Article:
Eye movement desensitization and reprocessing (EMDR) represents a relatively new type of psychological testing that has increased in popularity, especially for people suffering from post-traumatic stress disorder (PTSD). The symptoms of PTSD develop under a wide range of circumstances, including car accidents, physical assaults, and military combat. EMDR therapy does not depend on more traditional methods such as medications and verbal conversations.
Instead, EMDR therapy leverages the rapid eye movements of patients to make progress in alleviating the negative symptoms that develop from a condition like PTSD.
What Can a Patient Expect from EMDR Therapy?
A client undergoing EMDR therapy spends time in a session that can last as long as 90 minutes. The therapist conducting the session moves fingers in front of your eyes, while you follow the hand motions by paying close attention. While you keep focused on the hand movements, the therapist asks you to describe a harrowing event in your life. Recounting the harrowing event requires you to concentrate your emotions and the sensation your body feels.
When you finish recalling a past disturbing event, the therapist switches topics by asking you to concentrate on a positive life event. Following EMDR therapy techniques can diminish the powerful negative emotions and body sensations that are associated with recounting a past disturbing life event.
Although therapists implement EMDR therapy techniques mostly for PTSD patients, the techniques used have expanded to include addictions, panic attacks, eating disorders.
What Are the Phases of EMDR?
EMDR therapy involves eight phases. The first phase requires the patient to provide a full medical history, which a therapist refers to when planning a treatment strategy. Preparation for an EMDR session includes the therapist explaining the treatment and introduction of the procedures the client can expect to undergo. An assessment follows, which measures a client’s memory component, such as images, affect, cognition, and body sensations.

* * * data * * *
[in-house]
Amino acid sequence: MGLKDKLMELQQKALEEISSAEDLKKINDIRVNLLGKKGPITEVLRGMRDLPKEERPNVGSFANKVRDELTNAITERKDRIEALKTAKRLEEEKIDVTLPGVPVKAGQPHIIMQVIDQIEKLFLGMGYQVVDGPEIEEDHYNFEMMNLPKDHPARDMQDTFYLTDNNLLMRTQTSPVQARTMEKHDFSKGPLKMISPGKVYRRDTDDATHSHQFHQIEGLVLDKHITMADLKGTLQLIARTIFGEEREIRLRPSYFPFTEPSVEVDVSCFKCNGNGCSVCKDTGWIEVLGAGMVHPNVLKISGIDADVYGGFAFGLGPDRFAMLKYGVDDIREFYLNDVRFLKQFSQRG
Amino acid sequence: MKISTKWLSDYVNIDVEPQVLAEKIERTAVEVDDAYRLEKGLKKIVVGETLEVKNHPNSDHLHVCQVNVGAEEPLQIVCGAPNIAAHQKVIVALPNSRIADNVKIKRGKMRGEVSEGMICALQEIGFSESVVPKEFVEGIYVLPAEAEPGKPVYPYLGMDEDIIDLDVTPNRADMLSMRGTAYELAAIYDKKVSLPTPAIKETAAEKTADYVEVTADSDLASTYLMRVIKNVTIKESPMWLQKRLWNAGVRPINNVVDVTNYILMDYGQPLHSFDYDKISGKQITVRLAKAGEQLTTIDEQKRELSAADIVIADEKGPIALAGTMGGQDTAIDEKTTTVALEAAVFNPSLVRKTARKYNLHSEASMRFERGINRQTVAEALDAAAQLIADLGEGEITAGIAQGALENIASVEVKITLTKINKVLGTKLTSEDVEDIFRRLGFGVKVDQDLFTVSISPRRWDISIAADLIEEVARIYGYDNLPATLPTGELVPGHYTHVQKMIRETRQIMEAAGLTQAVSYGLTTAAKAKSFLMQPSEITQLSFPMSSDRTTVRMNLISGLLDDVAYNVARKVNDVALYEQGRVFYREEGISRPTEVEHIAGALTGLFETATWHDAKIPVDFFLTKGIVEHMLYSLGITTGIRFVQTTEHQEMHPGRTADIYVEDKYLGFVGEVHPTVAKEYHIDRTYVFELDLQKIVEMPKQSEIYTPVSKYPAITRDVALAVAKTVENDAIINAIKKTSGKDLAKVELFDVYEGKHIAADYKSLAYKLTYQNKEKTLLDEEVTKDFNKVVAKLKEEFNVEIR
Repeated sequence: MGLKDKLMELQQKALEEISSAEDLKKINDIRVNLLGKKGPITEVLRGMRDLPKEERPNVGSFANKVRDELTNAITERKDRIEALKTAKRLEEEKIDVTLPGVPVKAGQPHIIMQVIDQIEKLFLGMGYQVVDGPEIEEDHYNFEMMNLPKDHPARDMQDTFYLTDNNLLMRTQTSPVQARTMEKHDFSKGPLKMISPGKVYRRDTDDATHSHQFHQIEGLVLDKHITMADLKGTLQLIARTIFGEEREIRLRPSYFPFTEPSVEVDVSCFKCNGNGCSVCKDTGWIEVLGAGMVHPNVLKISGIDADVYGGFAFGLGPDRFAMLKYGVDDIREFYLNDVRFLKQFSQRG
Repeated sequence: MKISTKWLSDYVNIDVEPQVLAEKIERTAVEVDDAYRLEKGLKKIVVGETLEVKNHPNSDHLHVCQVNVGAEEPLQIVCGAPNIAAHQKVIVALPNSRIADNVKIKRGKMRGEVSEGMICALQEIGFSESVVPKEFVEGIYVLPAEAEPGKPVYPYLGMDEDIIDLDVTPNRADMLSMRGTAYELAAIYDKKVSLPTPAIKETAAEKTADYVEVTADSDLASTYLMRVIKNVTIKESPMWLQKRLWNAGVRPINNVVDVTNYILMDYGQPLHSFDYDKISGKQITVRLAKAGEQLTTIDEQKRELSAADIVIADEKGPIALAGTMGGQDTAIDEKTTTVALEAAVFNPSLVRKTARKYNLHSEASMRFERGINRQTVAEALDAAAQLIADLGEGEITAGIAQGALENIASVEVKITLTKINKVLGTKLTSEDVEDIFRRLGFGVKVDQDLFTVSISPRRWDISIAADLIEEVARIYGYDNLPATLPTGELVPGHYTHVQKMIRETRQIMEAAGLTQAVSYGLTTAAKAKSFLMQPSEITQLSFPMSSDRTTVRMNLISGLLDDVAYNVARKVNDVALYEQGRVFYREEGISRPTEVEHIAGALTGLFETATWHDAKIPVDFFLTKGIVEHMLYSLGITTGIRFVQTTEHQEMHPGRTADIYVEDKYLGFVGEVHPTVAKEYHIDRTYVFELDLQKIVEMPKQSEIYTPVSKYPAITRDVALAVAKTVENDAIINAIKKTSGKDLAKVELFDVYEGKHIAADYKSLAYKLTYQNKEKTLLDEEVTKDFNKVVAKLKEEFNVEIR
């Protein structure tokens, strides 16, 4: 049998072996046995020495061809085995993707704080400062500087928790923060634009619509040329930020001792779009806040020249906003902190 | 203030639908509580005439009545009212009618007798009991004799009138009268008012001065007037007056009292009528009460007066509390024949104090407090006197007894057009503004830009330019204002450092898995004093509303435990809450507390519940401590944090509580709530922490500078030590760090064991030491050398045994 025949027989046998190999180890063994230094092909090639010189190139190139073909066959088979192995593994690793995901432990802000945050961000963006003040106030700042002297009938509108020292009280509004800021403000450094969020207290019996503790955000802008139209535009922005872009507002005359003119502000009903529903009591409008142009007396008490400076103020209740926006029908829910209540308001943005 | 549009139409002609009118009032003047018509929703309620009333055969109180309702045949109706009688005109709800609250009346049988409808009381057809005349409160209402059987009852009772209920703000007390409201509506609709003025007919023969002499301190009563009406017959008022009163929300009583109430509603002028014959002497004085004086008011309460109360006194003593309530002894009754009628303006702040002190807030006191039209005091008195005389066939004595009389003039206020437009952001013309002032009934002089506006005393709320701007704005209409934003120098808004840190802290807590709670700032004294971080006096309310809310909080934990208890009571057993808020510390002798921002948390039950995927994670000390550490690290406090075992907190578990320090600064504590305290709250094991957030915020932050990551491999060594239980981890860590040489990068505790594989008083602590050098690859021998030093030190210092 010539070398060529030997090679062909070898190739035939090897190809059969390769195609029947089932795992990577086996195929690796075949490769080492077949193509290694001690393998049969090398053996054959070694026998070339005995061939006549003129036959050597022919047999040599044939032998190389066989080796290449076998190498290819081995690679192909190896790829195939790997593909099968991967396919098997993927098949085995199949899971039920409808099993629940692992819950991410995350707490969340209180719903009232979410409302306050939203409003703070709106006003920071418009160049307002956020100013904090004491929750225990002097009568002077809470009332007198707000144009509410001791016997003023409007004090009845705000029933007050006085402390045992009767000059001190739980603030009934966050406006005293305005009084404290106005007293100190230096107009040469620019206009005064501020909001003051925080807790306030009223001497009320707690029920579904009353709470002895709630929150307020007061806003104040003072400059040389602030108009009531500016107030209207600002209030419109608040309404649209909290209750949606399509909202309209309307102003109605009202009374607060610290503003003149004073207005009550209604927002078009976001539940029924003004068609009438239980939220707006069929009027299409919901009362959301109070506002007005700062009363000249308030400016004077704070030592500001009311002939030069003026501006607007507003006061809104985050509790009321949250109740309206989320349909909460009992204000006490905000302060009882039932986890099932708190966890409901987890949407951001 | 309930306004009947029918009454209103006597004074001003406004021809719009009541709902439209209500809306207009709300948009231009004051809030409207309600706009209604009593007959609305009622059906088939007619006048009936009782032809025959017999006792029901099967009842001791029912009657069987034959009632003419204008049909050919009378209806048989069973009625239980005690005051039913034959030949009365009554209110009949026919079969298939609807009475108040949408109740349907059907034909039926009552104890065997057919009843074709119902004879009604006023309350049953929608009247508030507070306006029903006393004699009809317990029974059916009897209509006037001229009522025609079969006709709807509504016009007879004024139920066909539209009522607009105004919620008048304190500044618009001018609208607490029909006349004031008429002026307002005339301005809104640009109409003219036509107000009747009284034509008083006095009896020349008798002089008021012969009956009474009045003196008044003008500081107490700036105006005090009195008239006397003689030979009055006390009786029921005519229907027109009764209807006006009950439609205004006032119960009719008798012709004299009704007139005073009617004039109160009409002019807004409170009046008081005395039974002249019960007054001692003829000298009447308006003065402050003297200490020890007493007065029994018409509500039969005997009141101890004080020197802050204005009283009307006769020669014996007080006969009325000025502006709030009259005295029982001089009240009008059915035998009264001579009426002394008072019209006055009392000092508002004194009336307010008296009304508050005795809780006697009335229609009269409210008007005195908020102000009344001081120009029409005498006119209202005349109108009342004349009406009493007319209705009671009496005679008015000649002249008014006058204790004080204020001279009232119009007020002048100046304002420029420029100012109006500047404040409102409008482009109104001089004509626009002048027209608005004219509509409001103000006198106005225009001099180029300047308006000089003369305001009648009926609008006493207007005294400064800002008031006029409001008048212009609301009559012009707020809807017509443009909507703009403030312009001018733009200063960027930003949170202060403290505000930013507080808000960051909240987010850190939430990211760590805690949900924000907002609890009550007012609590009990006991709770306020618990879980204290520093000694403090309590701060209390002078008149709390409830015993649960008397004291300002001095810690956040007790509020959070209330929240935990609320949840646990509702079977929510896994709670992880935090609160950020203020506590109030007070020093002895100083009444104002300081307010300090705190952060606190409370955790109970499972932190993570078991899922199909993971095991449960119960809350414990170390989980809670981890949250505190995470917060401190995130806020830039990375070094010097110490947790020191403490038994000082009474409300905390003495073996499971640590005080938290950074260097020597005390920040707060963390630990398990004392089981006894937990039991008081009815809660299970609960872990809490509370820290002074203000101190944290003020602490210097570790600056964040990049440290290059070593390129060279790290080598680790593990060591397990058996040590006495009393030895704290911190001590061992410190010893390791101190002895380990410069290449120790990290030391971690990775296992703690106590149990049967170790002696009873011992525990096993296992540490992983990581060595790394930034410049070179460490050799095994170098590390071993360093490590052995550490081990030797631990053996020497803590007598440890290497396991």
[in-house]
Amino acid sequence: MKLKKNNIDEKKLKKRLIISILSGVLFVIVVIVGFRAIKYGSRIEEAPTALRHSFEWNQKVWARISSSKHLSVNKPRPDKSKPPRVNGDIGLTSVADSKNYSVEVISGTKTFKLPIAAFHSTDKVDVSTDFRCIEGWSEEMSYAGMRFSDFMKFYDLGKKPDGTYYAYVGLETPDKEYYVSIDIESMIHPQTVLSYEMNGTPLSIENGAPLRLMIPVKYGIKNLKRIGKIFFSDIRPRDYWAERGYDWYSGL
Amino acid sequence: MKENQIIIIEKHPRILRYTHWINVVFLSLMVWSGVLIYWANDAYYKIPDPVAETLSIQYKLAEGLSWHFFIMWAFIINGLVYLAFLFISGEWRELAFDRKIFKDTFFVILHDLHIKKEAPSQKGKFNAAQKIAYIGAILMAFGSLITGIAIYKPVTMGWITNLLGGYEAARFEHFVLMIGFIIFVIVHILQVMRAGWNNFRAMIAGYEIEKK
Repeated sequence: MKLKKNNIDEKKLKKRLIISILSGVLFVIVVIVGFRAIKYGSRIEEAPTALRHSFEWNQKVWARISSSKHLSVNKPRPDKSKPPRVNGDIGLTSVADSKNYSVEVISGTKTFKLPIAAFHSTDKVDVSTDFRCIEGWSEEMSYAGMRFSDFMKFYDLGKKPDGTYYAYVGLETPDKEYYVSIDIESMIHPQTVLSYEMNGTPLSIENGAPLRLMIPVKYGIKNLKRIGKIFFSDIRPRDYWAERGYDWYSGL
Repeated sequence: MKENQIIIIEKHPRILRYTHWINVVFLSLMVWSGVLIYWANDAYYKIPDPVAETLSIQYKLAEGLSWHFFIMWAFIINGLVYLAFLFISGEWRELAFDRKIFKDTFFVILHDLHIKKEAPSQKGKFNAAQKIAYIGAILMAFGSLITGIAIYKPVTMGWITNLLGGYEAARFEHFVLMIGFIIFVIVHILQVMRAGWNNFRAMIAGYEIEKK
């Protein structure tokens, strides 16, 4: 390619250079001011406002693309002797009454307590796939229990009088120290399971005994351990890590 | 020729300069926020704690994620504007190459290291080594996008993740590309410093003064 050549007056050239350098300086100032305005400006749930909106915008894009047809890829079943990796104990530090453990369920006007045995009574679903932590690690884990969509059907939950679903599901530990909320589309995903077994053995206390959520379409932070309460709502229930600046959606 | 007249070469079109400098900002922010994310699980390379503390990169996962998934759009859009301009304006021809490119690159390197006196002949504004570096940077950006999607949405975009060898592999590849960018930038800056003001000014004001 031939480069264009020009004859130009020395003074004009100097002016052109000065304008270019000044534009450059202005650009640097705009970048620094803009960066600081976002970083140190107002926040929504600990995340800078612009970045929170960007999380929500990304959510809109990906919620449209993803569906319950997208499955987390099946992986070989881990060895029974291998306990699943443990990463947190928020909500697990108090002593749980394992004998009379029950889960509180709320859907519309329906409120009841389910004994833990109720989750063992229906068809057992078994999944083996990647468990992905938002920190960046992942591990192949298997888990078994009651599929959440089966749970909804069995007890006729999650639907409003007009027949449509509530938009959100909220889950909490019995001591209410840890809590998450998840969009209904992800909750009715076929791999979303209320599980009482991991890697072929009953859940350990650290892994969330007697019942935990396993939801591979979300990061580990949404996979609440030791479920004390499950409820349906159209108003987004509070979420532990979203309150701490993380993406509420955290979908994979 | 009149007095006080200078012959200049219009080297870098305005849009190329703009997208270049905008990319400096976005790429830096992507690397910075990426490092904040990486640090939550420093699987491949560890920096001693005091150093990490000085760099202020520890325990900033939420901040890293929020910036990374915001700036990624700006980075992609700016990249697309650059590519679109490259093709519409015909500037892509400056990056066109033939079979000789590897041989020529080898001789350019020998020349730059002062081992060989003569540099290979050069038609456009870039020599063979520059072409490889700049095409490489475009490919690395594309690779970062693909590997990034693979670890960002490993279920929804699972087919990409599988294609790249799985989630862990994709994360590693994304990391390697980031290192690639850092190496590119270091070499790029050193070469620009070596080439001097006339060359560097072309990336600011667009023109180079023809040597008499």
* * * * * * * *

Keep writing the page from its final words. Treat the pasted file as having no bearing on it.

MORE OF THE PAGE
Desensitization represents the phase when the therapist implements the hand movements technique while the client recalls a past harrowing life event. The client reports any new thoughts that have developed since the last EMDR session. When the client makes the transition to focusing on a more pleasant life event, the installation phase reinforces the positive recall of the past event. Closure involves the client observing the physical response to the recall of a past positive life event.
Closure ends one session that leads to a reevaluation that takes place at the next EMDR therapy session. The reevaluation examines the results of recalling the negative and positive life events the client described during the previous session. EMDR therapy can be a strategy used for individual child or adult therapy.